Row 1: Patterson, Khorkina, Zhang*
Row 2: Patterson**, Patterson*, Patterson*
Row 3: Patterson*, Patterson*, Patterson**
Row 4: Patterson, Khorkina, Zhang*, Patterson*, Patterson*
Row 5: Patterson*, Patterson*
Row 6: Kupets**
Row 7: Kupets**, Kupets*
Row 8: Patterson**

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USA Comes From Behind To Win Team Silver

USA Comes From Behind To Win Team Silver

For Immediate Release – Aug. 16, 2004
Brian Eaton, USA Gymnastics

ATHENS – The U.S. men’s gymnastics team came from behind in the final rotation on high bar to win the team silver medal late Monday at the 2004 Olympic Games in Athens, Greece. Team USA scored a 172.933 to trail Japan at 173.821. Romania took the bronze at 172.384.The men’s team medal is the United States’ first since 1984 and only the fourth in U.S. history. It marks the third consecutive team silver medal in this quadrennium following back-to-back team silvers at the 2001 and 2003 World Championships.

“We came here as a team. Our whole goal was to win a medal,” said team member Jason Gatson. vAll the individual stuff happens after the team. I’m just excited I’ve got a silver medal and I’m going home with a medal.v

The United States led the competition after stellar performances on floor and pommel horse. However, a lapse on still rings and vault dropped the U.S. to third behind Romania and Japan. As Romania struggled on parallel bars and high bar, the United States shined on two of its stronger events to surpass Romania for the silver. The U.S. earned a 9.712 from Blaine Wilson, followed by a 9.737 from Paul Hamm and a 9.825 from Jason Gatson to regain the lead for good.

vMy main focus was to come here and win a medal as a team, and we did just that,v said three-time Olympian Blaine Wilson. vIt wasn’t easy. We had a rough bit in the middle of the meet, but we got everyone together and said, let’s get this done.v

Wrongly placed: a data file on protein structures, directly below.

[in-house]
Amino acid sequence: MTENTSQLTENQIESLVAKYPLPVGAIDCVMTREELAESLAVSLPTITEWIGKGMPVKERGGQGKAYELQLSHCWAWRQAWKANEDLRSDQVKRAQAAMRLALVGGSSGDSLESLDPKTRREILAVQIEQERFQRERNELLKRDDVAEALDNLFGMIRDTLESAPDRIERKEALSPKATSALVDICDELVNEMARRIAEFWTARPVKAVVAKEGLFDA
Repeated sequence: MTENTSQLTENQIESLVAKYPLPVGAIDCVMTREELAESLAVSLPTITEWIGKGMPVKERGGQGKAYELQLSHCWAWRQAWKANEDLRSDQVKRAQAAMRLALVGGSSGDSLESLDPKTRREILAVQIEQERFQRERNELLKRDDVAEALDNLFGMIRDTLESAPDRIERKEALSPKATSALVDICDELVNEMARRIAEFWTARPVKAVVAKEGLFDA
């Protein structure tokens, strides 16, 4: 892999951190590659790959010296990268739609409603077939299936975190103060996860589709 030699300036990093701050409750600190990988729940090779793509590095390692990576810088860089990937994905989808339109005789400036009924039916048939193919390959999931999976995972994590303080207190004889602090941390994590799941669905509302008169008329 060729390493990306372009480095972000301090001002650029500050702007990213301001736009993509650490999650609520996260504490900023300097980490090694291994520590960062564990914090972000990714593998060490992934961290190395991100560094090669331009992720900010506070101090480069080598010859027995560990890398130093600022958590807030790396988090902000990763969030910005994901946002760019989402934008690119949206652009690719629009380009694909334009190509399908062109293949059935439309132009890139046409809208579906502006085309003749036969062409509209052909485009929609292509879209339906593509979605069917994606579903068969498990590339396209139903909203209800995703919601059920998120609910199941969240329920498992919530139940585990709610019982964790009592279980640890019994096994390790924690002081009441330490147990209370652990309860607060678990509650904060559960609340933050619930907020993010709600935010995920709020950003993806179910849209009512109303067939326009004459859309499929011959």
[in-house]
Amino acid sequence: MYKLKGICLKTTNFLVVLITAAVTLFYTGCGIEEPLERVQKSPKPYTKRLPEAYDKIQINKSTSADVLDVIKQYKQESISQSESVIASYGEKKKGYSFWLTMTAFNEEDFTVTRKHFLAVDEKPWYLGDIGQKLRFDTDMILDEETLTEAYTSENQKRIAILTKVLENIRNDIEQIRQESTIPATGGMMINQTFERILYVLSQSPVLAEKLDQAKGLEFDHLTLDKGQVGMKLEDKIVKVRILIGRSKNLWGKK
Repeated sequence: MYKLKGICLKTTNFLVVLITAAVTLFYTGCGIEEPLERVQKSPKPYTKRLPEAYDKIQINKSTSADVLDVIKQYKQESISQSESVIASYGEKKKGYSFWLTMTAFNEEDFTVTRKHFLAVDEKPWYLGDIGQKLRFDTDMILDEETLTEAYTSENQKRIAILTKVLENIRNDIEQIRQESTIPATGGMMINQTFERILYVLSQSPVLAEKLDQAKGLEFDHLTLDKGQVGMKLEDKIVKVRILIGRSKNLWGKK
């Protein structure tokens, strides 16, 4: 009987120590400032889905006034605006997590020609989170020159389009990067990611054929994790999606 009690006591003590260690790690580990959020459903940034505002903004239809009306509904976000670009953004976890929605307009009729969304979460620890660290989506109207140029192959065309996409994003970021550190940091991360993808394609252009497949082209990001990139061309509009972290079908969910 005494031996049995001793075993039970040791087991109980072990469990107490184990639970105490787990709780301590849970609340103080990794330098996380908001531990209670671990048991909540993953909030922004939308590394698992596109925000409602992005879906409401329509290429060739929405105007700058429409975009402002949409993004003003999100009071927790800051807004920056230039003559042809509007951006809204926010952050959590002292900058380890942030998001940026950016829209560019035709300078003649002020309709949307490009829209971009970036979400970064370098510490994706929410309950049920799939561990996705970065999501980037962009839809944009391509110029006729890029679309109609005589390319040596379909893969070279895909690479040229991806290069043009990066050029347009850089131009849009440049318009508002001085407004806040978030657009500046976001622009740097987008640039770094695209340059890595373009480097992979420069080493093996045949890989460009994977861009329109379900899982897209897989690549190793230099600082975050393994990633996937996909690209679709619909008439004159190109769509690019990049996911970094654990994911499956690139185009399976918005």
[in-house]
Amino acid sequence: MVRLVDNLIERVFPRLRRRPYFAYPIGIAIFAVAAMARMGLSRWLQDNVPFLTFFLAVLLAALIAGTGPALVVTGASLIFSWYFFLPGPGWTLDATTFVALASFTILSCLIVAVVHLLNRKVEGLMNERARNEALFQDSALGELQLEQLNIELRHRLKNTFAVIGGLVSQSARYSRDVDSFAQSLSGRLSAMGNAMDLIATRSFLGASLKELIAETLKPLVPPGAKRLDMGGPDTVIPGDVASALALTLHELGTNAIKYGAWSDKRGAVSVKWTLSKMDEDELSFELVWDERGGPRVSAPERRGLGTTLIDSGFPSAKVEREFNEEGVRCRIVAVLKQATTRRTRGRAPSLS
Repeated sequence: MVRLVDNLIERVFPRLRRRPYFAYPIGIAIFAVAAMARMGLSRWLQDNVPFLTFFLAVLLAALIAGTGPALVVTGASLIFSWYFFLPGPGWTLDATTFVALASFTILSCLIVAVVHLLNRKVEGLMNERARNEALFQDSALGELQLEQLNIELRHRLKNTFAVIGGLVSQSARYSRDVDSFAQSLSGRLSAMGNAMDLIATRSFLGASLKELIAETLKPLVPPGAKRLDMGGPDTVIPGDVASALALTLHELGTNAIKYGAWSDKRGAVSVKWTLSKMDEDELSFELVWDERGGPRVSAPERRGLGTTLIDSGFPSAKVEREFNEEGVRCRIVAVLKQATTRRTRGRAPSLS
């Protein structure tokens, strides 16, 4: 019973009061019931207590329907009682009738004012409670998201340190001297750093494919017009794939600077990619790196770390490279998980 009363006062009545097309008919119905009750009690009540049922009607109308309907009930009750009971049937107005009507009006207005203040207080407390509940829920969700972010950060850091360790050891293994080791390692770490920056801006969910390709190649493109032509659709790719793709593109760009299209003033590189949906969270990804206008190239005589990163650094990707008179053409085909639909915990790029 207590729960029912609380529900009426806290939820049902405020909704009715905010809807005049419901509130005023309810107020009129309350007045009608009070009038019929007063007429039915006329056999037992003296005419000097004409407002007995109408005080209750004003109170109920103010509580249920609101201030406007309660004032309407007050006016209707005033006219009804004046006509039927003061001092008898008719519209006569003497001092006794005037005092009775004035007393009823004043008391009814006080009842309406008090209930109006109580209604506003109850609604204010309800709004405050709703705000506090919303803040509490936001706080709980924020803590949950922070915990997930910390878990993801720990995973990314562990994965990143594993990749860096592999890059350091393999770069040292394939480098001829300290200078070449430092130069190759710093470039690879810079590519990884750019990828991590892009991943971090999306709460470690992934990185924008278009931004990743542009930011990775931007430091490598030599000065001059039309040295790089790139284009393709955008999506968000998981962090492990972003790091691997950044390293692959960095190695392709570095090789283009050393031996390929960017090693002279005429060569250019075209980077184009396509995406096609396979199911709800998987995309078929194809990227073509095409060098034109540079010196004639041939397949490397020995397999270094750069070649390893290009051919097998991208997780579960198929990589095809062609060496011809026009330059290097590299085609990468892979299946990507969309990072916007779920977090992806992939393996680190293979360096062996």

Team USA started fourth on floor, and watched contenders from Japan, China and Romania all step out of bounds. Leading off, Guard Young scored a 9.700. Morgan Hamm followed with a 9.712 and Paul Hamm finished the rotation with a 9.725 to put the U.S. in the lead. The U.S. men then scored two 9.650s and one 9.750 to keep the lead through pommel horse.

Japan took the lead on still rings, and turned it over to Romania after vault. However, Romania struggled on parallel bars, narrowing their lead to just 0.135 between first and third place after five rotations. Romania’s Razvan Selariu suffered a fall to lead off high bar, opening the door for both the U.S. and Japan to move ahead. Japan finished with scores of 9.787, 9.825 and 9.850 to seal the victory.

USA’s Brett McClure and Paul Hamm will now prepare for the men’s All-Around final on Weds., Aug. 18. Hamm qualified in 1st place for the final, with McClure qualifying in 19th place. Hamm also qualified for four event finals later in the week, and will be joined by brother Hamm in two of those events.

The team final is scored using a 6-3-3 format – three men compete and all three scores count – eliminating any margin for error. The 2004 Games is the first Olympics to use the 6-3-3 finals scoring format.

The United States led all nations with 18 medal opportunities across six nights of finals. Competition continues on Tuesday with the women’s team final at 9 p.m. at the Olympic Indoor Hall.

2004 Men’s U.S. Olympic Team
Name / Age / Hometown / Residence / Club
Jason Gatson 24 / Upland, Calif./Mesa / Ariz Colorado Springs, Colo. / Team Chevron-USOTC
Morgan Hamm 21 / Waukesha, Wis. / Columbus, OhiovTeam Chevron-Ohio
Paul Hamm 21 / Waukesha, Wis. / Columbus, Ohio / Team Chevron-Ohio
Brett McClure 23 / Mill Creek, Wash. / Colorado Springs, Colo. / Team Chevron-USOTC
Blaine Wilson 30 / Columbus, Ohio / Columbus, Ohio / Team Chevron-Ohio
Guard Young 27 / Oklahoma City, Okla. / Norman, Okla. / Team Chevron-Okla.For team bios, recent clippings, quotes, start orders and schedule information, visit: